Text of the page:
Terrorists Try to Take Advantage of Egyptian Coup Chaos

Arab terrorists are attempting to take advantage of the chaos that inevitably follows a coup d’etat. The Egyptian Army appears ready for it.

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Chana Ya'ar,

Guards along the Israel-Egypt border
Guards along the Israel-Egypt border
Israel news photo: Flash 90

Arab terrorists are attempting to take advantage of the chaos that inevitably follows a coup d’etat, but the Egyptian Army appears to have been prepared for that possibility.

In a Cairo suburb, security forces arrested four people on suspicion of planning a terrorist attack. All four were members of the Hamas terrorist organization, a security source told the Egyptian Al-Ahram newspaper.

Explosives were found in the apartment during a search, as well as military and police uniforms. The suspects were taken into custody for interrogation.

On the day prior to Wednesday’s coup, the Egyptian Army had already moved tanks and armored personnel carriers (APCs) to the country’s northern border with Gaza. The move came as a strategy to foil attempts at terror or infiltration from the region or through the Sinai Peninsula.

Nevertheless, along Egypt’s border with Israel, a group of unidentified smugglers attempted to infiltrate through the border early Thursday morning.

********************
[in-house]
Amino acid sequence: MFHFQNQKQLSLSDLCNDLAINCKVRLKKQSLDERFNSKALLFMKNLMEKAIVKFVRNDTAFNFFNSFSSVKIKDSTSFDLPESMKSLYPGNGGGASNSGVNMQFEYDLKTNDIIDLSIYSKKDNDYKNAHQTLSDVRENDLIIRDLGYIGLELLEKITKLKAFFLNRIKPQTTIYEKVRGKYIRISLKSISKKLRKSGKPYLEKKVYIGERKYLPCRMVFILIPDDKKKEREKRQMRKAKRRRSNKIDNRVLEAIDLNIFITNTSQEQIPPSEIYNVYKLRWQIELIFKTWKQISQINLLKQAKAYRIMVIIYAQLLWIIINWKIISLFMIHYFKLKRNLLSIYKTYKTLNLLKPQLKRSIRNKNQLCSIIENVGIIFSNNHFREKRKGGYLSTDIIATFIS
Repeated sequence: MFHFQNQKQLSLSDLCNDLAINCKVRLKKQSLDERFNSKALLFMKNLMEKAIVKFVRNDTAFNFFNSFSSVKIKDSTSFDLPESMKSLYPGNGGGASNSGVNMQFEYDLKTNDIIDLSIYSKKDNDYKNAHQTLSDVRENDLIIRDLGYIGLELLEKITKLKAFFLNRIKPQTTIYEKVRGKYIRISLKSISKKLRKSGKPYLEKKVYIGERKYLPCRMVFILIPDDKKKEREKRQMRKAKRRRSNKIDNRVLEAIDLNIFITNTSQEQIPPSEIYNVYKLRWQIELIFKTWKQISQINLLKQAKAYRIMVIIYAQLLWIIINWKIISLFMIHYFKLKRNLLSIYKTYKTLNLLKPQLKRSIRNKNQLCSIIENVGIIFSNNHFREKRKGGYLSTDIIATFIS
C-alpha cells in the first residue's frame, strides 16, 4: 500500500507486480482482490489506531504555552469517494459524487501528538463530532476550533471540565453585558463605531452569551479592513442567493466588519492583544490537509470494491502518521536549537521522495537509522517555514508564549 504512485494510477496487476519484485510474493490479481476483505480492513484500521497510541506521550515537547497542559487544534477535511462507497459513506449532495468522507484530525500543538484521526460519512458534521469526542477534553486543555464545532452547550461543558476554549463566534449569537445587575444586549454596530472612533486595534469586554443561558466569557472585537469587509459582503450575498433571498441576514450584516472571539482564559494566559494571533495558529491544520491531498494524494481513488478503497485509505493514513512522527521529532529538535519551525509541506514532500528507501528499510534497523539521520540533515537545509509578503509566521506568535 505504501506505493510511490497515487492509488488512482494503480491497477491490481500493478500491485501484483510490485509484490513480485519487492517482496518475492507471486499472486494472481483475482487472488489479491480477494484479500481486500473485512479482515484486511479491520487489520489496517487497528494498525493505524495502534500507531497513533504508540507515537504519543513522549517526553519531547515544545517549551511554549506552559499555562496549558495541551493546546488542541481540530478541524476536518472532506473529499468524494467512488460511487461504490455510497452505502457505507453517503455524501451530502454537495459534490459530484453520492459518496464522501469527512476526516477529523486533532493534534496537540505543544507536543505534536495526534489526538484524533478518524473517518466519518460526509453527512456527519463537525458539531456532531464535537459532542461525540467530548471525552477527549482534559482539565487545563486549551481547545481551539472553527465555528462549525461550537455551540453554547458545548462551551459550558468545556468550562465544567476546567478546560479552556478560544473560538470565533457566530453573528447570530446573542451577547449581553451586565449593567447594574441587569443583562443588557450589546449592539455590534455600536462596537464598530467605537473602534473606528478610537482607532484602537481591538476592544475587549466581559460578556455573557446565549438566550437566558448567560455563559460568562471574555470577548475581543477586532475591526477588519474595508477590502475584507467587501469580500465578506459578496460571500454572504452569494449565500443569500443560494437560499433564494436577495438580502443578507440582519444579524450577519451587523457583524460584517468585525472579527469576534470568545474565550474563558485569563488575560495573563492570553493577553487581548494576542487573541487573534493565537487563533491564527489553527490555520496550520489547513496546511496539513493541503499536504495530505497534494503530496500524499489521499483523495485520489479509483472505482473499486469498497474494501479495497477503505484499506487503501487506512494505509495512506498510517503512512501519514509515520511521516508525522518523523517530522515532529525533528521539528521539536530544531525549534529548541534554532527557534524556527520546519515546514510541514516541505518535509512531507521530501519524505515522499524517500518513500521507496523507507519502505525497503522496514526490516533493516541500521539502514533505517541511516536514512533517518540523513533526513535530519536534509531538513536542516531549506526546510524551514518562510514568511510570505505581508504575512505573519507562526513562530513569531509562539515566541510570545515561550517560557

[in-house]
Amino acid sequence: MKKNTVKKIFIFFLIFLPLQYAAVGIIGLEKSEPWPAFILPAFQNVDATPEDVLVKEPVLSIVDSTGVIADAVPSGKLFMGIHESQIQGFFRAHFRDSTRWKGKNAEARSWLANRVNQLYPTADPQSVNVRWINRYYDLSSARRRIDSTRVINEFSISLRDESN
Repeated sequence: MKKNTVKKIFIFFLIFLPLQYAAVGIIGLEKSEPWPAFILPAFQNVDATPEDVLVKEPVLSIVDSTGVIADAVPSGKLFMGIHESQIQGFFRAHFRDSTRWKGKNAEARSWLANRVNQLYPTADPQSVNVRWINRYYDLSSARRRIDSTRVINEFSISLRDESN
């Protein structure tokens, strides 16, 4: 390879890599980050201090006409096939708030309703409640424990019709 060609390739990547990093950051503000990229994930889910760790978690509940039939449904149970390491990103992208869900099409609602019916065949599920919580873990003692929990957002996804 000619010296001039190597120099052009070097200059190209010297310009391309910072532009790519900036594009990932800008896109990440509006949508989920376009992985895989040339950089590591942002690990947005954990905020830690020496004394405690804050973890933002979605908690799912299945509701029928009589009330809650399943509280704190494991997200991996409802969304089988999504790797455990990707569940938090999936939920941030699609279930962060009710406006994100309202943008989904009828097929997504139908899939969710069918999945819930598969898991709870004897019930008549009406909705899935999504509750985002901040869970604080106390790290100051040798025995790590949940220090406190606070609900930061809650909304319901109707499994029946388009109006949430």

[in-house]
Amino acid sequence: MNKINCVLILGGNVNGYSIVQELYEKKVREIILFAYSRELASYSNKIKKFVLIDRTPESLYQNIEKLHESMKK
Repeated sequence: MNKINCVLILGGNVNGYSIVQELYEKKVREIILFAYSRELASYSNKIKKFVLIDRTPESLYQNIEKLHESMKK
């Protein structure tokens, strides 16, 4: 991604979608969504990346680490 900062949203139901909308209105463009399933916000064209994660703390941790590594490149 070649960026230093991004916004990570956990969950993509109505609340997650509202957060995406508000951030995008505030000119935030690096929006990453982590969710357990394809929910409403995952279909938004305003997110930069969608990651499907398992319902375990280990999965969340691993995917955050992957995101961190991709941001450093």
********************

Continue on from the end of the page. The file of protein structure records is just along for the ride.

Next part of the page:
They didn’t make it.

Egyptian soldiers opened fire at the group as they approached the border, stopping them in their tracks. No injuries were reported in the incident.

Officially, the Hamas terror organization has said it will not offer any reaction to the ouster of Egypt’s President Mohamed Morsi, Xinhua reported Thursday morning.

The situation in Egypt is "dangerous," said a source in Hamas who asked for anonymity, but added "it won’t influence the situation in Gaza," even though both Hamas and Morsi are associated with the Muslim Brotherhood.

"Hamas didn’t lose anything when [former Egyptian President] Hosni Mubarak was ousted and it won’t lose anything because Morsi was ousted," the source said, expressing hope that stability in Egypt will soon be resumed.

Gazans often cross the southern border to do their shopping and visit relatives in Egypt.